USA TODAY Sports
The numbers that mattered from Boise State's third consecutive Las Vegas Bowl victory.
279. Yards gained in 36 touches by Washington running back Bishop Sankey. Sankey was easily the star of the game, just like he was the star of the second half of Washington's season. Plays involving Sankey averaged 7.8 yards per play; Washington's other 41 plays averaged just 4.1. Sankey was able to avoid disaster when the blocking broke down (Boise State had just four tackles for loss for the game, and all were sacks; none came against the Washington run), and he was able to take full advantage when the blocking held up. And late in the first half, he took a throwback screen 42 yards on third-and-6; it set up a momentum-turning touchdown.
Washington was a little overrated at the start of the 2012 season, primarily because of quarterback Keith Price's late-season performance last year. In a strange twist, Price's 2012 struggles (see below) will probably assure that Washington isn't taken too seriously heading into 2013 ... but Sankey and an experienced offensive line (and a defense that turned around dramatically in defensive coordinator Justin Wilcox's first season) could actually make the Huskies more deserving of hype than they were this fall. Funny how that works.
95. Completion percentage on passes to Boise State receivers Chris Potter, Matt Miller and Geraldo Boldewijn. For the game, Boise State quarterback Joe Southwick was 26-for-38 for 264 yards and two touchdowns. That adds up to 20-for-21 on passes to these three and 6-for-18 to everybody else. The Boise State run game was only marginally effective -- backs D.J. Harper and Jay Ajayi combined to carry 20 times for just 79 yards -- but in catching nine of nine passes for 55 yards, Potter gave Boise an extension of the run game (he also threw a 34-yard touchdown pass). Actually, all three basically did. Miller caught a 36-yard pass, but the trio's other 19 receptions averaged just 8.8 yards. But the Broncos were consistently able to stay in third-and-manageable territory and move the chains, and it was just enough. Big plays were an issue for Boise State in 2012, but efficiency was not.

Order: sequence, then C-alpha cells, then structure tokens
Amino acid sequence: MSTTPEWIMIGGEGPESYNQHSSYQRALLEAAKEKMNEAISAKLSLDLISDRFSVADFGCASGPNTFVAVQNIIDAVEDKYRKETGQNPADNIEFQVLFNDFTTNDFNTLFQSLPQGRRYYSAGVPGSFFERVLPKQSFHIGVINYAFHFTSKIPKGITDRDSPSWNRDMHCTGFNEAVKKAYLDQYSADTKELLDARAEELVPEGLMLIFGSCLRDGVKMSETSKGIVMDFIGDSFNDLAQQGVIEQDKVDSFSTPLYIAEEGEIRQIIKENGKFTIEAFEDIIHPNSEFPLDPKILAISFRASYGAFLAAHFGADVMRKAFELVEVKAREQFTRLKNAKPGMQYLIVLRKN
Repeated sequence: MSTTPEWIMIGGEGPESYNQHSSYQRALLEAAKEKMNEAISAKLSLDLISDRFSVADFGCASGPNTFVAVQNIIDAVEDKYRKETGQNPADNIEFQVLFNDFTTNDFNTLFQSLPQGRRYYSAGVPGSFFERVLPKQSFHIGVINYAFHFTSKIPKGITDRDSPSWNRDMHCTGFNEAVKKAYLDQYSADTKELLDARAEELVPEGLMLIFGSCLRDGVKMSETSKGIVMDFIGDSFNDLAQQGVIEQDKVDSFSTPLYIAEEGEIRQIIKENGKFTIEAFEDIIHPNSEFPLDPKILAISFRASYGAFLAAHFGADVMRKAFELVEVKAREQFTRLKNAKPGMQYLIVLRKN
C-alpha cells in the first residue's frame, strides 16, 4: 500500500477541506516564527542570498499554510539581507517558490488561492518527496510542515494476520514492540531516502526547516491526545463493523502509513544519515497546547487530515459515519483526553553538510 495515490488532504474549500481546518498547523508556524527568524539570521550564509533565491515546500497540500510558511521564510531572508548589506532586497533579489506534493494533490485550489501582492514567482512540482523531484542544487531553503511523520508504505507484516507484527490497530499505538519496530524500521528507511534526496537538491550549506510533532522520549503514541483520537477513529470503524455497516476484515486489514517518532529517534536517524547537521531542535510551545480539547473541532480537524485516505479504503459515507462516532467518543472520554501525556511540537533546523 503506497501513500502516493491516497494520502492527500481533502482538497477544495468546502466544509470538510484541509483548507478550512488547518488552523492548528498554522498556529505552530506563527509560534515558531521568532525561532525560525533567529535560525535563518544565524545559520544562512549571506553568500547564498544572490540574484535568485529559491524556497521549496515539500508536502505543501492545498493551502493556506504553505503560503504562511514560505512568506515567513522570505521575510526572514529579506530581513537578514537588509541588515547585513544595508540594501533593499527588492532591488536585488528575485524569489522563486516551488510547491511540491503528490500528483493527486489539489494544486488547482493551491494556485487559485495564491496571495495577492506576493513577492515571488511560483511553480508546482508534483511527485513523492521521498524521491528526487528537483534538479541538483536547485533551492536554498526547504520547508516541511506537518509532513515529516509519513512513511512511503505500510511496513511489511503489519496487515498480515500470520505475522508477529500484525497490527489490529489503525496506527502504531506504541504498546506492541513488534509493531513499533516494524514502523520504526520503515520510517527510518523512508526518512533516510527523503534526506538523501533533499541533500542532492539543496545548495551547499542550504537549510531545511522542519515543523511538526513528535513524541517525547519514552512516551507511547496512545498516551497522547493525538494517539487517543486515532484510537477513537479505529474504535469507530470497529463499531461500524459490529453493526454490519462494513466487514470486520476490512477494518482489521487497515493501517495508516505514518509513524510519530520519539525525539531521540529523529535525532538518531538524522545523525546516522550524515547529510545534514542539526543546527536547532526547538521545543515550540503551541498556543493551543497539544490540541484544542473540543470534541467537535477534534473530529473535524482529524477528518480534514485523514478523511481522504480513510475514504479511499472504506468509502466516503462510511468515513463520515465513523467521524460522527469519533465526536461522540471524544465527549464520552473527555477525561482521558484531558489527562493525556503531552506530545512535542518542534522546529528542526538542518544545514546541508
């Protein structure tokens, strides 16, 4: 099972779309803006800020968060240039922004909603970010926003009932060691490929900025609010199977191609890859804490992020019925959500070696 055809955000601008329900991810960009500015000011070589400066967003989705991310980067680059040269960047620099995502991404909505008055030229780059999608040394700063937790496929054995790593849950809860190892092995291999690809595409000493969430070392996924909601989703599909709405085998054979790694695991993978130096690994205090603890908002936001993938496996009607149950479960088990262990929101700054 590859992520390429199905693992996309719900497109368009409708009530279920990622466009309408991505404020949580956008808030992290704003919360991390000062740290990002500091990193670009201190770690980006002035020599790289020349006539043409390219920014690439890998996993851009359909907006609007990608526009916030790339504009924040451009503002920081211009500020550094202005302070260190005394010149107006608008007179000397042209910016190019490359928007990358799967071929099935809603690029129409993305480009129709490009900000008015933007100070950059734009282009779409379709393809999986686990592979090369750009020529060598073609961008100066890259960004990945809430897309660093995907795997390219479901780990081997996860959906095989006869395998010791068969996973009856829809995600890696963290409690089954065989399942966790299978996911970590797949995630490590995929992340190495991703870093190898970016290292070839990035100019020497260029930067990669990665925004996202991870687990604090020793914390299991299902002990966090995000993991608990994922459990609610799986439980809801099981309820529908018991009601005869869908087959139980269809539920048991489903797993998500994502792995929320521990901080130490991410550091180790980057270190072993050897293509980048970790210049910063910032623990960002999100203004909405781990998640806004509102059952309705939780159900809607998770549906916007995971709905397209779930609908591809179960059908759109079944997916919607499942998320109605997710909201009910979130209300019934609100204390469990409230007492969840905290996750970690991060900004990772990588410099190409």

12. Interceptions thrown by Washington quarterback Keith Price in 2012. In 11 games against teams not named Portland State or Colorado, Price completed 59 percent of his passes at 6.0 yards per pass with 12 touchdowns and 13 interceptions. That is very, very below average. Price is elusive and all sorts of tough (he took hits all night and even dished a few out on a touchdown run late in the first half), but he struggled to simply read defenses and make the right throw in 2012. He threw two interceptions against Boise State, and both were off of very poor decisions. One (a pick by Jamar Taylor, who was blanketing intended receiver Kasen Williams) set up a field goal drive by Boise State; the other (a throw into double coverage that was picked off by safety Jeremy Ioane) ended the game.
6. Approximate number of total starters Boise State returned in 2012. The Broncos went 50-3 in four seasons from 2008-11, but they lost the lion's share of their household names after last season's 12-1 run. We knew they would take a step backwards in 2012, and they did ... all the way to 11-2. The defense was still a top 20 unit (which makes Sankey's accomplishments even more impressive), the offense was decent, if lacking in explosiveness, and the special teams unit was still decent, if once again lacking in a reliable kicking unit. (Boise State did make three field goals on Saturday, but still had a PAT blocked, which could have cost the Broncos the game.)
In all, Boise State was still a top 20-to-25 team despite massive turnover and came within six points (four versus Michigan State, two versus San Diego State) of an undefeated record. (On the flipside, the Broncos did also win four games by one possession, so they were as close to 9-4 as they were to 13-0.) No matter who is on the field, this team will be well-coached by Chris Petersen and company (despite the fact that he has also lost key assistants in the last couple of years), and it will be talented enough to win a lot of games.
The real test, however, may come in 2013. Despite all of the personnel changes, Boise State still started upwards of 12-to-13 seniors, from running back D.J. Harper, to receiver Chris Potter, to three offensive linemen, to tackle Darren Koontz (who replaced fellow senior Mike Atkinson in the starting lineup when Atkinson went down), to both starting linebackers, to both starting (stud) cornerbacks. There is still plenty of fascinating talent on this team, but there was still a bit of a safety net for the young stars in 2012. That net will be removed in 2013, for better or for worse.
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